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We've compiled the links below with the people, businesses, and other agencies we partner with to prevent exposure to asbestos in Wisconsin, in mind. We hope this information is helpful to you as you navigate the challenges posed by the COVID-19 pandemic and the emergency restrictions in effect on gatherings and non-essential business activities. 


A new asbestos abatement notification system is here! Visit our Project Notification webpage to learn more.


The Wisconsin Department of Health Services' (DHS) Asbestos Program helps protect people from exposure to asbestos from building renovations and demolitions by ensuring proper training and certification for persons and companies conducting regulated asbestos work.

To report unsafe asbestos or lead work in your community here, fill out the form on our reporting page, or call 608-261-6876.

Neighborhood homes in Milwaukee

Why is asbestos a concern?

Exposure to asbestos can cause lung cancer. Asbestos is a mineral fiber that has often been added to various building products to strengthen them, provide heat insulation, and make them fire resistant. When asbestos-containing materials are disturbed during building maintenance, renovation, or demolition activities, fibers can be released into the air people breathe.

How does DHS protect people in Wisconsin from asbestos exposure?

The DHS Asbestos Program regulates training and certification of individuals and companies doing asbestos-related work in Wisconsin. The DHS Asbestos Program is authorized to administer its asbestos certification and accreditation program by the U.S. Environmental Protection Agency (EPA) under the Asbestos Hazards Emergency Response Act (AHERA) Asbestos Model Accreditation Plan (MAP) regulation. Our work involves:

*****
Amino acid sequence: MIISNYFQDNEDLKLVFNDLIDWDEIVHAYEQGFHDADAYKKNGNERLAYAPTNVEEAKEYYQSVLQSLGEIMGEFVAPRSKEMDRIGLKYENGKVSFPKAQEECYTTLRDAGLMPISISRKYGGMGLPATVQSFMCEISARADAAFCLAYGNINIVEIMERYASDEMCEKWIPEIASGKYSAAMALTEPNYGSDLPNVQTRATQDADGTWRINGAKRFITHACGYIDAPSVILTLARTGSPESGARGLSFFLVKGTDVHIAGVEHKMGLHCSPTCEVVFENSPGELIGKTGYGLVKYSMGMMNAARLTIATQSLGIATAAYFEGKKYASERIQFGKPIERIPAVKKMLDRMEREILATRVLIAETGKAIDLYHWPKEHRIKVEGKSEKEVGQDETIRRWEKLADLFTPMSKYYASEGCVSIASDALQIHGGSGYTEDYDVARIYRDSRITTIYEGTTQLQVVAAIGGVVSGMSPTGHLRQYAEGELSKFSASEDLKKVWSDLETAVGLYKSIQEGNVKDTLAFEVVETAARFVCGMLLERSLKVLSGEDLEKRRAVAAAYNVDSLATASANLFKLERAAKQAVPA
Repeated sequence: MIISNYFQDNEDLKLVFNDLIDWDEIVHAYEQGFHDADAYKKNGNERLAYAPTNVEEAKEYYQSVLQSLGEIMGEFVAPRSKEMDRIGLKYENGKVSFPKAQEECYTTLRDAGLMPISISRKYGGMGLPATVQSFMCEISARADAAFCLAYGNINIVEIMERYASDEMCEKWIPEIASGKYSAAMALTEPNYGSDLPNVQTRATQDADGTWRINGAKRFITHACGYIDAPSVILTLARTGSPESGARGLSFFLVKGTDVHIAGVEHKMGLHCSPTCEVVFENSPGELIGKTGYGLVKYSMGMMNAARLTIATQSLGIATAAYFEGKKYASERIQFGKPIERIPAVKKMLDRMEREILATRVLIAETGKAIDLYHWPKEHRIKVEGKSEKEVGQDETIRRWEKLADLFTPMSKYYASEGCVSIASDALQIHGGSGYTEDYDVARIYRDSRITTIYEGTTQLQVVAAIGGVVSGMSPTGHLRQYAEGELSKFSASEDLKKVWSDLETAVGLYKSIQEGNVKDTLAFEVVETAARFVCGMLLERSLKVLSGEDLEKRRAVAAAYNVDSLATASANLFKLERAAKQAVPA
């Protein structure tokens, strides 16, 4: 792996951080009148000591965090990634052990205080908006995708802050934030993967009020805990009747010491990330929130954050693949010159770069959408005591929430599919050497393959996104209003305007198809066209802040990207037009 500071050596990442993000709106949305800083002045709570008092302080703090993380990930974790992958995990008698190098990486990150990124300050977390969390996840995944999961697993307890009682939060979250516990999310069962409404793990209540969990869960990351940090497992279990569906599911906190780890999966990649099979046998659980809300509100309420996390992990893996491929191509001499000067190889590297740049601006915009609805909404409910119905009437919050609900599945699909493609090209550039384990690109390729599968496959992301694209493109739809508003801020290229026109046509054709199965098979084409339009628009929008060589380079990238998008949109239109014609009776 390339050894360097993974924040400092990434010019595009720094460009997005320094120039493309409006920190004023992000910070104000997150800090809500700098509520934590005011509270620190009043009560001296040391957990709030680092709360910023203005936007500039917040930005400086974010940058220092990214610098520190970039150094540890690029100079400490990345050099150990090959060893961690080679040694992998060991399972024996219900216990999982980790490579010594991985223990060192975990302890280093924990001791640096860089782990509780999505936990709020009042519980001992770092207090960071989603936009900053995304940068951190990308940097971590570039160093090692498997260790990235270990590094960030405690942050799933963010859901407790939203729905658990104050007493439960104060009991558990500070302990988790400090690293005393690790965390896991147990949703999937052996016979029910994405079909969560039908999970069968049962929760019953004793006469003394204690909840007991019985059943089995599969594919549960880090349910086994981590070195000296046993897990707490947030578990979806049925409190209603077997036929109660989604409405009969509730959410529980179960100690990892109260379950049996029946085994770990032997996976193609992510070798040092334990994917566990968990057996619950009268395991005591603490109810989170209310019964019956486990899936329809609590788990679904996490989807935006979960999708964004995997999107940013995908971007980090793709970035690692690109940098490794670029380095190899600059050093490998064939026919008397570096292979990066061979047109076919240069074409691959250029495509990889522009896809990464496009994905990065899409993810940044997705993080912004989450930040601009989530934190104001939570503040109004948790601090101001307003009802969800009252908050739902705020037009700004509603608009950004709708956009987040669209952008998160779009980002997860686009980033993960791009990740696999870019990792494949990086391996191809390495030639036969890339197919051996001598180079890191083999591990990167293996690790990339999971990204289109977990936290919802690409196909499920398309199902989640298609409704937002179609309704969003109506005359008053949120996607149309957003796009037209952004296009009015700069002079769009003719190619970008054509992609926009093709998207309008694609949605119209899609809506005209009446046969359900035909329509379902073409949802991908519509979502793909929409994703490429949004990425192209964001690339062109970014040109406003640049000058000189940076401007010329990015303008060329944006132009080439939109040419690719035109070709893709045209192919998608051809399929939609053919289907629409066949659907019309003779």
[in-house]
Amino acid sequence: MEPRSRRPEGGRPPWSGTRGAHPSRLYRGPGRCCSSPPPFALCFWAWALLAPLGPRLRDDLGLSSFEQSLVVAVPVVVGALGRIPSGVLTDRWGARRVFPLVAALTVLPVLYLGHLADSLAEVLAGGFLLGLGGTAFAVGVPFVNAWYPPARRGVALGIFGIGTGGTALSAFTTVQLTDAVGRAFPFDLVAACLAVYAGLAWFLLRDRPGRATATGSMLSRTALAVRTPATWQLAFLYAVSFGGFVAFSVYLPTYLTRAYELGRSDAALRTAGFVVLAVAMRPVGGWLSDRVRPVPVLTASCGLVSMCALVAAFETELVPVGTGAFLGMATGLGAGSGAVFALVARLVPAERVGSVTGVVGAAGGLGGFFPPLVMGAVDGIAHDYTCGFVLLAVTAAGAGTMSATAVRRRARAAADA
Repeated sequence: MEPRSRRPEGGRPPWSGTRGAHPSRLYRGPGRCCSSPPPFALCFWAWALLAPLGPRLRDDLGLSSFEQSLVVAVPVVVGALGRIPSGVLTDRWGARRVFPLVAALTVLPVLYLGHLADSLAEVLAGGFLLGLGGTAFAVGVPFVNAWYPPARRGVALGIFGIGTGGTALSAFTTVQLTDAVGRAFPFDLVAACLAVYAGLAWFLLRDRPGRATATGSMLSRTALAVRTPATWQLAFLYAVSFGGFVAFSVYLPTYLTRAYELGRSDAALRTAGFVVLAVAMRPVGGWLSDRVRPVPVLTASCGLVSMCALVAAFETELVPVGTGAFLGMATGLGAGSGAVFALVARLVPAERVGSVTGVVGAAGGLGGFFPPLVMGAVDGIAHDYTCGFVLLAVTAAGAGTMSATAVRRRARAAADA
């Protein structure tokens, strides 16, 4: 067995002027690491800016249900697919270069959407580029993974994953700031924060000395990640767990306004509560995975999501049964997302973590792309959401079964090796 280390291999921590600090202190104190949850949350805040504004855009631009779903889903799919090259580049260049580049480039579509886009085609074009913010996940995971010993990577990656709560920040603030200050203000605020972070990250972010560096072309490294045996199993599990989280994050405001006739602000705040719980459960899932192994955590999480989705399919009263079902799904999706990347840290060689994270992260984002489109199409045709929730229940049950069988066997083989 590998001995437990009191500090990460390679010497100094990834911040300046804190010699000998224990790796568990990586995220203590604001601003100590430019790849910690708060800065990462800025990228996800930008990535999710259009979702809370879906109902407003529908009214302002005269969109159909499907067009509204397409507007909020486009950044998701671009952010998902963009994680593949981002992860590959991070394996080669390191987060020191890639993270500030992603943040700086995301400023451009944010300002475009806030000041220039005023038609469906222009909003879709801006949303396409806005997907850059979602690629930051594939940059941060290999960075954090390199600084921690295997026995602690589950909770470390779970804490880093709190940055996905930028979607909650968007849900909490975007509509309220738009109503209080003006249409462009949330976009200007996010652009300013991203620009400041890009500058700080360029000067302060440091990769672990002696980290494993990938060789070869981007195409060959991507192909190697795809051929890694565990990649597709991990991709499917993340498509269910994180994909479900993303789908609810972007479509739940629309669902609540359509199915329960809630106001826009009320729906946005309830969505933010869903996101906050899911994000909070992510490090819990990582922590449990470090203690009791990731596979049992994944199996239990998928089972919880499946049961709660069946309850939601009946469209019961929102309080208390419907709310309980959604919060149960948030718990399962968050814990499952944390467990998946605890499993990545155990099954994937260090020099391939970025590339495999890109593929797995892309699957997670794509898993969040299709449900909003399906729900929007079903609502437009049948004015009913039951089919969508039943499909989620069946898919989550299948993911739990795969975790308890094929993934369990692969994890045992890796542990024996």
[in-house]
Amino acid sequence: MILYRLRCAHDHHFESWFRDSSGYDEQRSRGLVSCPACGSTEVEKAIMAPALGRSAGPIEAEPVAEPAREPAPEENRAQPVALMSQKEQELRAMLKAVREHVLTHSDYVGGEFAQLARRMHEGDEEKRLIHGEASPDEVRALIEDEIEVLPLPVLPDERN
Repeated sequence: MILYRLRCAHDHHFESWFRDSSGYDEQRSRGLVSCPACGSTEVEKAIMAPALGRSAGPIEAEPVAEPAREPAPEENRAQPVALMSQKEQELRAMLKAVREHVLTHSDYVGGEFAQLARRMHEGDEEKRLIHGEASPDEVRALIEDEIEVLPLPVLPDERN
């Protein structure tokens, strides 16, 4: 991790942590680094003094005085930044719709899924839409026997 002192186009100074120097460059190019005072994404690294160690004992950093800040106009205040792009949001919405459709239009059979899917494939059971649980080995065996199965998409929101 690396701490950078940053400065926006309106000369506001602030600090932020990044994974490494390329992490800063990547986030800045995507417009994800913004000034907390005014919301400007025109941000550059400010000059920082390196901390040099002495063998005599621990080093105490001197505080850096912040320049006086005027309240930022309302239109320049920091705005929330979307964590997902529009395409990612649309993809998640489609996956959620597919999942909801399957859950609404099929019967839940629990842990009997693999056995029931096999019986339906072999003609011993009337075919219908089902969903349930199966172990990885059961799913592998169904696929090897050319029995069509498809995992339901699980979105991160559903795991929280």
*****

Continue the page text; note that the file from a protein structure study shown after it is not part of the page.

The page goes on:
• Monitoring work sites to ensure contractors have prepared an Asbestos Occupant Protection Plan, F-44016 (PDF) and that work is conducted in a manner that protects the public health.
  • Educating and assisting homeowners, contractors, property managers, and others on asbestos issues.
  • Investigating complaints received from the public and stopping unsafe work.
  • Monitoring work sites to make sure asbestos work is always done by trained and certified people, and that an Asbestos Abatement Project Log, F-02052 (PDF) of all individuals who enter the asbestos work area is maintained.
  • Making sure that training programs for asbestos professionals meet standards.
  • Certifying people who have received the proper training to work safely with asbestos.

We also work with the Wisconsin Department of Natural Resources' Air Management Program to regulate removal of large quantities of asbestos and pre-demolition asbestos removal.

The DHS Asbestos Program maintains contact information for the individual designated by each local education agency (LEA) in Wisconsin as its asbestos coordinator. A designated asbestos coordinator must be trained to ensure the LEA complies with asbestos-related rules. The LEA must notify DHS of the name and contact information for its designated asbestos coordinator each year by October 1 using the Designated Asbestos Coordinator, F-00047 (PDF) form.

Who needs to be certified?

All untested building materials other than wood, metal, glass, or fiberglass, as well as all vermiculite, tested or untested, are assumed to contain asbestos. With few exceptions, anyone whose work involves disturbing or removing asbestos-containing materials must be certified as an asbestos supervisor or asbestos worker, and work for a certified asbestos company.

Printable asbestos guidelines are available below for some of the common types of businesses whose work is likely to disturb asbestos-containing materials and therefore be affected by the Wisconsin asbestos regulations:

In addition, anyone whose consulting work involves inspecting for or sampling suspect asbestos-containing materials, designing abatement activities or school response actions, or developing management plans must be certified as an asbestos inspector, project designer, and/or management planner, as appropriate.

For more information on getting certified in an asbestos discipline, see Getting Certified to Do Asbestos Work.

Questions? Can't find what you're looking for? Contact Asbestos Program staff.

Last Revised: March 25, 2020